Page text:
ERIC Number: ED273413
Record Type: RIE
Publication Date: 1986-Aug
Reference Count: 0
Agricultural Chemical Use and White Male Cancer Mortality in Selected Rural Farm Counties.
Stokes, C. Shannon; Brace, Kathy D.
A study of 1,497 nonmetropolitan counties was conducted to test the possible contribution of agricultural chemical use to cancer mortality rates in rural counties. The dependent variables were 20-year age-adjusted mortality rates for 1950 to 1969 for five categories of cancer: genital, urinary, lymphatic, respiratory, and digestive. Because sex and race are both recognized factors in cancer etiology, only rates for white males were used in the analysis. Significant associations were found between agricultural chemical use and four of the five types of cancer examined. Herbicides were positively and significantly associated with genital, lymphatic, and digestive cancer. Insecticides had a strong positive relationship to respiratory cancer. Fertilizer use was largely unrelated to cancer mortality with the exception of a modest negative association with digestive cancer. Of the remaining social, economic, and demographic variables, foreign stock exhibited the largest and most consistent influence and was the strongest predictor of digestive cancer. Income and education were both significant in respiratory and digestive cancer, but of opposite sign. In spite of the limitations of this study, the findings are highly suggestive of the need for additional research on possible links between agricultural chemical use and county cancer mortality. (JHZ)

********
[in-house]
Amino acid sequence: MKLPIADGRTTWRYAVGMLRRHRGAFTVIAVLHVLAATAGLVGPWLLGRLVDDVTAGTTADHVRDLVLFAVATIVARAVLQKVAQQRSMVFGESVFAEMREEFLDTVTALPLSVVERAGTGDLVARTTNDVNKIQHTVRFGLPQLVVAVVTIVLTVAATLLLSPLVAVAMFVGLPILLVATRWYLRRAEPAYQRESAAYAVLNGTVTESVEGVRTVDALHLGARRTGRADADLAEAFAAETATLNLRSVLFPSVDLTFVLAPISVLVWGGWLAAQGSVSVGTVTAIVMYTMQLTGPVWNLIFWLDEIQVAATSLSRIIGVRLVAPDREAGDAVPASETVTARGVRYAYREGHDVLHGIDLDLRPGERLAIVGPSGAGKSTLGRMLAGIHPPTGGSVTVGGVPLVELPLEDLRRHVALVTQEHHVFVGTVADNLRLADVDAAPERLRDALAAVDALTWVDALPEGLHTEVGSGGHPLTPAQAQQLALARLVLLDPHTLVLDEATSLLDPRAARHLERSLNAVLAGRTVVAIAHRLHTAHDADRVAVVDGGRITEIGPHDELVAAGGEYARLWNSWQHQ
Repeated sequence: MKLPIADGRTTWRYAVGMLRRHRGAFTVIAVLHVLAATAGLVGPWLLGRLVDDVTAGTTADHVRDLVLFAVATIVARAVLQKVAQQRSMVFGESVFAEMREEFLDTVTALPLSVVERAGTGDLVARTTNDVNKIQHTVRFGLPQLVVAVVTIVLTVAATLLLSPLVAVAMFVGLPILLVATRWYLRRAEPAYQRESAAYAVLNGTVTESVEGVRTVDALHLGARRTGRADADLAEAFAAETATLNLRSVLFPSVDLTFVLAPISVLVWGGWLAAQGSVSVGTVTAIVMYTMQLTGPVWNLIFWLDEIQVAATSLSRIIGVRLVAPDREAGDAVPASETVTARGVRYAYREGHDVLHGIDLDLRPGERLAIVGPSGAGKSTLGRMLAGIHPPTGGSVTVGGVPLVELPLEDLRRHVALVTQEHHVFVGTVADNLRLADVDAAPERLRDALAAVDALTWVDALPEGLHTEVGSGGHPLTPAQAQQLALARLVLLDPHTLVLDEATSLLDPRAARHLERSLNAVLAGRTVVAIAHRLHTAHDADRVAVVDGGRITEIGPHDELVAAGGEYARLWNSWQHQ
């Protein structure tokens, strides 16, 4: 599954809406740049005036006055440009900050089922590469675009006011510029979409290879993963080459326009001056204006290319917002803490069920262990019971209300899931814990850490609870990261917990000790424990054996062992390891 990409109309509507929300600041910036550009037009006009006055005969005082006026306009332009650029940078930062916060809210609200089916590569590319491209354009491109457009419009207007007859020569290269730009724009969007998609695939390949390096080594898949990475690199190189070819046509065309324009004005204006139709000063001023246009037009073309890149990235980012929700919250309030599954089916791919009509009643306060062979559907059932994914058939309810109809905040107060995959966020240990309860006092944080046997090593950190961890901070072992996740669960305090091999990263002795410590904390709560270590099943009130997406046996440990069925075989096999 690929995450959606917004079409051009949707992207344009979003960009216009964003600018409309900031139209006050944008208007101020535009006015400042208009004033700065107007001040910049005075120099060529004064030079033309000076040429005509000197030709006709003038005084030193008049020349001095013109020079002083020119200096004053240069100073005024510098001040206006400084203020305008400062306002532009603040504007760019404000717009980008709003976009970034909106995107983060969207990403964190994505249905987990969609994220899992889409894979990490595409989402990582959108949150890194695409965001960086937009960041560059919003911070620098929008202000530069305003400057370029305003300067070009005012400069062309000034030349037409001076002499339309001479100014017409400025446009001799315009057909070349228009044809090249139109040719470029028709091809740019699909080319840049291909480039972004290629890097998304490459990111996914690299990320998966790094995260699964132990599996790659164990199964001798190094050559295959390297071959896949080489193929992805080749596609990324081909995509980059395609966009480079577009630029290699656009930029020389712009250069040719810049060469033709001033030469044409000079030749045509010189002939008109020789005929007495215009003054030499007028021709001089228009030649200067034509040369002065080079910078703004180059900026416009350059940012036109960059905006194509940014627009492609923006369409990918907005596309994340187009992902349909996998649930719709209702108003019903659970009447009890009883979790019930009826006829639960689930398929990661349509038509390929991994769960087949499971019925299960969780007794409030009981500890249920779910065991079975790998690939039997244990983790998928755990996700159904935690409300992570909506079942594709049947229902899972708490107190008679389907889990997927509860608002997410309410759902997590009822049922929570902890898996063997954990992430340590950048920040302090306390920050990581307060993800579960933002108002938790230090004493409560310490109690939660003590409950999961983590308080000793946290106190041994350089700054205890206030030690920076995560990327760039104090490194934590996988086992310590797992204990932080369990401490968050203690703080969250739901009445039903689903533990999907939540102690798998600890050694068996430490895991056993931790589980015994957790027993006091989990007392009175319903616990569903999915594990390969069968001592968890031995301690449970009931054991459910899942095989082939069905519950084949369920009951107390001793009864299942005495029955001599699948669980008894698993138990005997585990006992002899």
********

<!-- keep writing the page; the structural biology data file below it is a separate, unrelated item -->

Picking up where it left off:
Publication Type: Reports - Research; Speeches/Meeting Papers
Education Level: N/A
Authoring Institution: N/A
Note: Paper presented at the Annual Meeting of the Rural Sociological Society (Salt Lake City, UT, August 26-30, 1986).